goto L . (\$n & 7);

L0: do { print "zero\n";
L1:      print "one\n";
L2:      print "two\n";
L3:      print "three\n";
L4:      print "four\n";
L5:      print "five\n";
L6:      print "six\n";
L7:      print "seven\n"; } while -- \$m > 0;

I'd love to be able to put something like that in a piece of production code.

Abigail

Wondribble!!

Examine what is said, not who speaks.

The 7th Rule of perl club is -- pearl clubs are easily damaged. Use a diamond club instead.

The cool thing about Duff's Device is that it's surprising that a C compiler would actually accept it. In Perl, bizzare constructs are the norm, so I'm afraid the Perl version just isn't as cool (:

----
Invent a rounder wheel.

Re: Eek! goto?
by Abigail-II (Bishop) on Feb 12, 2003 at 00:53 UTC
I would do the same. It's the clearest I could come up with. To bad you won't get the same potential performance as the C switch gives you, the goto's basically has to do a linear search for the label to jump to.

Abigail

Re: Eek! goto?
by belg4mit (Prior) on Feb 12, 2003 at 02:34 UTC
```\$a += \$k[\$len -1] << (8* ((\$len>8?\$len:\$len-1)%4));

--
I'm not belgian but I play one on TV.

Neat peice of golf:)

Trouble is, although I probably misled you by the return (\$a+\$b+\$c); in the benchmark code. I need the three values (\$a, \$b, \$c) seperately in the real code.

Adding them together to return them was just a lazy way of making sure that the different methods gave the same results. I should have returned a list.

Examine what is said, not who speaks.

The 7th Rule of perl club is -- pearl clubs are easily damaged. Use a diamond club instead.

Actually no, it was me just not paying attention. You could always do
```\$H{('a'x4,'b'x4,'c'x3)[\$len]} += \$k[\$len -1] << (8* ((\$len>8?\$len:\$len
+-1)%4));
#OR no code change++ but symbolic--
\${('a'x4,'b'x4,'c'x3)[\$len]} += \$k[\$len -1] << (8* ((\$len>8?\$len:\$len-
+1)%4));

--
I'm not belgian but I play one on TV.

Re: Eek! goto?
by RMGir (Prior) on Feb 12, 2003 at 12:55 UTC
What if \$len is out of bounds?

The C case would work fine. Well, at least, it wouldn't crash. There's no default: label, so nothing would be done.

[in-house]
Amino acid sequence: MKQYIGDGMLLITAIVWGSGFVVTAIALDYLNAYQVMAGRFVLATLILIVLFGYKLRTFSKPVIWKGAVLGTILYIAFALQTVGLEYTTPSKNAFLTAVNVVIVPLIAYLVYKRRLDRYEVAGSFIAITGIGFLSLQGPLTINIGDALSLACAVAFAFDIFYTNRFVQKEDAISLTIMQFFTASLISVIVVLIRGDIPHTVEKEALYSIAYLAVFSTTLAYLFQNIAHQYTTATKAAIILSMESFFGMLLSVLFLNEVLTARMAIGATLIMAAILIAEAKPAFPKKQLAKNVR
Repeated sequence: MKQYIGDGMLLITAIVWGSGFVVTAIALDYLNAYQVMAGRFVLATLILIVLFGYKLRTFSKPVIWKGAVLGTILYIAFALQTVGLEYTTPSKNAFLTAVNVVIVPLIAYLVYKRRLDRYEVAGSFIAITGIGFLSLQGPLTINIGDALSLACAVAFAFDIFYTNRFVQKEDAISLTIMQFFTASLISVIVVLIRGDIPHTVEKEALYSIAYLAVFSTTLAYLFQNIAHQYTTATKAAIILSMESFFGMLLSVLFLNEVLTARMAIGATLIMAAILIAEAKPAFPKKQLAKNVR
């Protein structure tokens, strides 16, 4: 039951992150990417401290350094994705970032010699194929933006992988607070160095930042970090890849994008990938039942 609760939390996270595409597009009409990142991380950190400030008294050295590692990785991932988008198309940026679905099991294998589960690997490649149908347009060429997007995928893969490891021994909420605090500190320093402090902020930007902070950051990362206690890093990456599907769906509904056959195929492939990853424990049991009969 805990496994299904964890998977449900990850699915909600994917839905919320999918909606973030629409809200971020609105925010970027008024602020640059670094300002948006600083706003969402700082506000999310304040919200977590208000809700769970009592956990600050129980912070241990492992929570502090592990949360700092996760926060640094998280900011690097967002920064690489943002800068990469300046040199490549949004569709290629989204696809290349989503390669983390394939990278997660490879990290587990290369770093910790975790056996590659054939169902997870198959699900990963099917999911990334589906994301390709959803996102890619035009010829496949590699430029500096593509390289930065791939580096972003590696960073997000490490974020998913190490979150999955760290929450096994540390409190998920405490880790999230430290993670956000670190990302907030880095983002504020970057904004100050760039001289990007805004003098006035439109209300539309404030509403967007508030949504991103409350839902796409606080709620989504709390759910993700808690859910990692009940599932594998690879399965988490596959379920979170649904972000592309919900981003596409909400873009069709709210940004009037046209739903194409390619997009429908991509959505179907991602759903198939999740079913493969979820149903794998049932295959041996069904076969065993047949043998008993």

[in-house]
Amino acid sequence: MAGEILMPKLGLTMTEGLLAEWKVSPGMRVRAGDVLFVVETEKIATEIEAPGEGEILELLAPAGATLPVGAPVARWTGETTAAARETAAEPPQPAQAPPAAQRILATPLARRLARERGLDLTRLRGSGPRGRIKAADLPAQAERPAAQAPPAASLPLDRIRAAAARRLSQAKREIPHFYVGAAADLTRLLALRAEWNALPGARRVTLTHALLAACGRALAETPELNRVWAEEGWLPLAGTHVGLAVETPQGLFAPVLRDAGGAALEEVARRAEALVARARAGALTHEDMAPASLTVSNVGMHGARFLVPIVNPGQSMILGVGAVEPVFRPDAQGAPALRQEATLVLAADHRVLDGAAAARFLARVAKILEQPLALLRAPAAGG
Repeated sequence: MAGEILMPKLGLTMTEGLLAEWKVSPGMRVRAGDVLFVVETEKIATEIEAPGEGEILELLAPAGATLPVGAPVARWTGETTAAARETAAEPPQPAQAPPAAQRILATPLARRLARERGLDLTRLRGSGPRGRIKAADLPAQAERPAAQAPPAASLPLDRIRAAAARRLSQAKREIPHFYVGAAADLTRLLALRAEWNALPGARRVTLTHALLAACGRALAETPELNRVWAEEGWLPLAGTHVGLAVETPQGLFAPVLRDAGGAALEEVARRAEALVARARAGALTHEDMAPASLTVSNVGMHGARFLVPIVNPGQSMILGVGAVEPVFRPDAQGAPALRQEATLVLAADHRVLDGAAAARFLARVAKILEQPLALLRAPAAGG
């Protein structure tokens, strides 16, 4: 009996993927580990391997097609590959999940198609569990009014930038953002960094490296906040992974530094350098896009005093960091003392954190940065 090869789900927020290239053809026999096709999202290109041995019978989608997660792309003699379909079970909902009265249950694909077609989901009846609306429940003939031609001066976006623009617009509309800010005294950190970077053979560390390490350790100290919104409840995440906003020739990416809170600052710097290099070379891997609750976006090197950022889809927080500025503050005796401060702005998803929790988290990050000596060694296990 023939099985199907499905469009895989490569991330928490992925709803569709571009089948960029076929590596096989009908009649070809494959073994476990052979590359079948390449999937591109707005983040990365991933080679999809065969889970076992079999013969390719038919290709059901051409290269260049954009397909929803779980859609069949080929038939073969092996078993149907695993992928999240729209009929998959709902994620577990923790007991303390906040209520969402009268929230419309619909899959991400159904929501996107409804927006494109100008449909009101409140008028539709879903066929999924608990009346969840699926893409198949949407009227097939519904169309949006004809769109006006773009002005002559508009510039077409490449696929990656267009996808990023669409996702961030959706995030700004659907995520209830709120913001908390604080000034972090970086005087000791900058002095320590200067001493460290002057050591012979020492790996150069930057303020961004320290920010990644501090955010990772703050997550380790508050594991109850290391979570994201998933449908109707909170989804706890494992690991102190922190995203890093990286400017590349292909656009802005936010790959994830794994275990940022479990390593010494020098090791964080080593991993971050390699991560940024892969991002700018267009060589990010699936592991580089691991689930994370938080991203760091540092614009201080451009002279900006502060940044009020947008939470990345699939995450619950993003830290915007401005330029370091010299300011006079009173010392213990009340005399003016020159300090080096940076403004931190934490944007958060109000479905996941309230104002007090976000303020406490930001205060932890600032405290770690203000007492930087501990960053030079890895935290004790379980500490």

Your perl program would crash with a "Can't find label ..." error in that case.
--
Mike

It's a good point given the example code. In the actual application, the case cannot arise as lengths of 12 or greater are reduced to <12 by a preceding loop that process the input 12-bytes at a time. Zero length strings are rejected on entry and length can't return negatives.

This peice of code is designed to deal with the "left-overs" (length%12).

Examine what is said, not who speaks.

The 7th Rule of perl club is -- pearl clubs are easily damaged. Use a diamond club instead.

Oh, so it does look like you need Duff's device.... ;-)

Abigail

Re: Eek! goto?
by Cabrion (Friar) on Feb 11, 2003 at 23:54 UTC
There is a module that emultates switch on CPAN. However, the equivalent would be something like:
```if (\$len == 11) {
\$c+= \$k[10]<<24;
}elseif (\$len == 10) {
\$c+= \$k[9]<<16;
} elseif ...

This isn't the same thing as the base node. There were no breaks inside the switch so it would keep falling through from the matched value to the bottom. Yours would be right if there were a break after each statement.

```---
print map { my (\$m)=1<<hex(\$_)&11?' ':'';
\$m.=substr('AHJPacehklnorstu',hex(\$_),1) }
split //,'2fde0abe76c36c914586c';
Point taken. I guess there is a reason I stick with Perl: my C always did suck.

Which is exactly why the original goto suggestion is about the only one that works and is concise enough to read. I don't see any other obvious ones. I'd often hash something like this but that wouldn't allow for easy emulation of the fall throughs in the C code.

Re: Eek! goto?
by forrestc (Initiate) on Feb 13, 2003 at 08:45 UTC
I believe in clean straightforward code:
```\$c=+\$k[10]<<24 if (\$len>=11);
\$c=+\$k[9] <<16 if (\$len>=10);
\$c=+\$k[8] <<8  if (\$len>=9);
\$b=+\$k[7] <<24 if (\$len>=8);
\$b=+\$k[6] <<16 if (\$len>=7);
\$b=+\$k[5] <<8  if (\$len>=6);
\$b=+\$k[4]      if (\$len>=5);
\$a=+\$k[3] <<24 if (\$len>=4);
\$a=+\$k[2] <<16 if (\$len>=3);
\$a=+\$k[1] <<8  if (\$len>=2);
\$a=+\$k[0]      if (\$len>=1);